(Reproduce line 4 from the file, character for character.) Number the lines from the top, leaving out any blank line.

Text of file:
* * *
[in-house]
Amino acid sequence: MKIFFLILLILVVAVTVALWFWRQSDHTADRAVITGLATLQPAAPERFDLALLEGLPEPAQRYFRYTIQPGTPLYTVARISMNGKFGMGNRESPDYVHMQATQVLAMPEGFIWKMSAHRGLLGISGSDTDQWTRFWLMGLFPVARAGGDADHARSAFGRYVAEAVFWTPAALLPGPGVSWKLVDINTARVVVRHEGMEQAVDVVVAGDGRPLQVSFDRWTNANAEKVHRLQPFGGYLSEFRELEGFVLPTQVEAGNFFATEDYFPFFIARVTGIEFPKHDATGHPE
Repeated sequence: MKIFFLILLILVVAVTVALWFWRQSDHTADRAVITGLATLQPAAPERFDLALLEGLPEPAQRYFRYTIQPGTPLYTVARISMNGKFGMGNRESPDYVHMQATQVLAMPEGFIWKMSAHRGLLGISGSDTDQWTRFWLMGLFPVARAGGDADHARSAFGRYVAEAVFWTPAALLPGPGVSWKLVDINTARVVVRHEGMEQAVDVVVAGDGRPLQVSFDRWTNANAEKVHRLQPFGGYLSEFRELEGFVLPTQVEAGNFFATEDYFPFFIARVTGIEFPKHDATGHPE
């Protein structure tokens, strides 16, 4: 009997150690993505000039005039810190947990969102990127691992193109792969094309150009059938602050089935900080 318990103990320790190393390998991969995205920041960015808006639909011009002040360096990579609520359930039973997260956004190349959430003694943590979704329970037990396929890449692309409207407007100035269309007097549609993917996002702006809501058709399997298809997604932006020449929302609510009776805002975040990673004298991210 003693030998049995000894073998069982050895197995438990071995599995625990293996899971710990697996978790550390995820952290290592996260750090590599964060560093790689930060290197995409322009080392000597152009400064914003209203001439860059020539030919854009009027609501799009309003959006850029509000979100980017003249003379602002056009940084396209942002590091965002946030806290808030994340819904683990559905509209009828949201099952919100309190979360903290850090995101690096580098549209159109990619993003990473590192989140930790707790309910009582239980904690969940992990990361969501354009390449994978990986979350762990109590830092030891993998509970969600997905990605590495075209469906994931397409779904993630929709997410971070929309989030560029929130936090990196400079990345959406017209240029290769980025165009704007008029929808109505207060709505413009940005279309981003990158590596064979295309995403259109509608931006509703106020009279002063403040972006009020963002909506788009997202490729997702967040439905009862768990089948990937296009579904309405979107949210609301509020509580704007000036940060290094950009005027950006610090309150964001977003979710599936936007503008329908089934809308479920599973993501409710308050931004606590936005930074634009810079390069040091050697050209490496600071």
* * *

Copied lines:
């Protein structure tokens, strides 16, 4: 009997150690993505000039005039810190947990969102990127691992193109792969094309150009059938602050089935900080 318990103990320790190393390998991969995205920041960015808006639909011009002040360096990579609520359930039973997260956004190349959430003694943590979704329970037990396929890449692309409207407007100035269309007097549609993917996002702006809501058709399997298809997604932006020449929302609510009776805002975040990673004298991210 003693030998049995000894073998069982050895197995438990071995599995625990293996899971710990697996978790550390995820952290290592996260750090590599964060560093790689930060290197995409322009080392000597152009400064914003209203001439860059020539030919854009009027609501799009309003959006850029509000979100980017003249003379602002056009940084396209942002590091965002946030806290808030994340819904683990559905509209009828949201099952919100309190979360903290850090995101690096580098549209159109990619993003990473590192989140930790707790309910009582239980904690969940992990990361969501354009390449994978990986979350762990109590830092030891993998509970969600997905990605590495075209469906994931397409779904993630929709997410971070929309989030560029929130936090990196400079990345959406017209240029290769980025165009704007008029929808109505207060709505413009940005279309981003990158590596064979295309995403259109509608931006509703106020009279002063403040972006009020963002909506788009997202490729997702967040439905009862768990089948990937296009579904309405979107949210609301509020509580704007000036940060290094950009005027950006610090309150964001977003979710599936936007503008329908089934809308479920599973993501409710308050931004606590936005930074634009810079390069040091050697050209490496600071």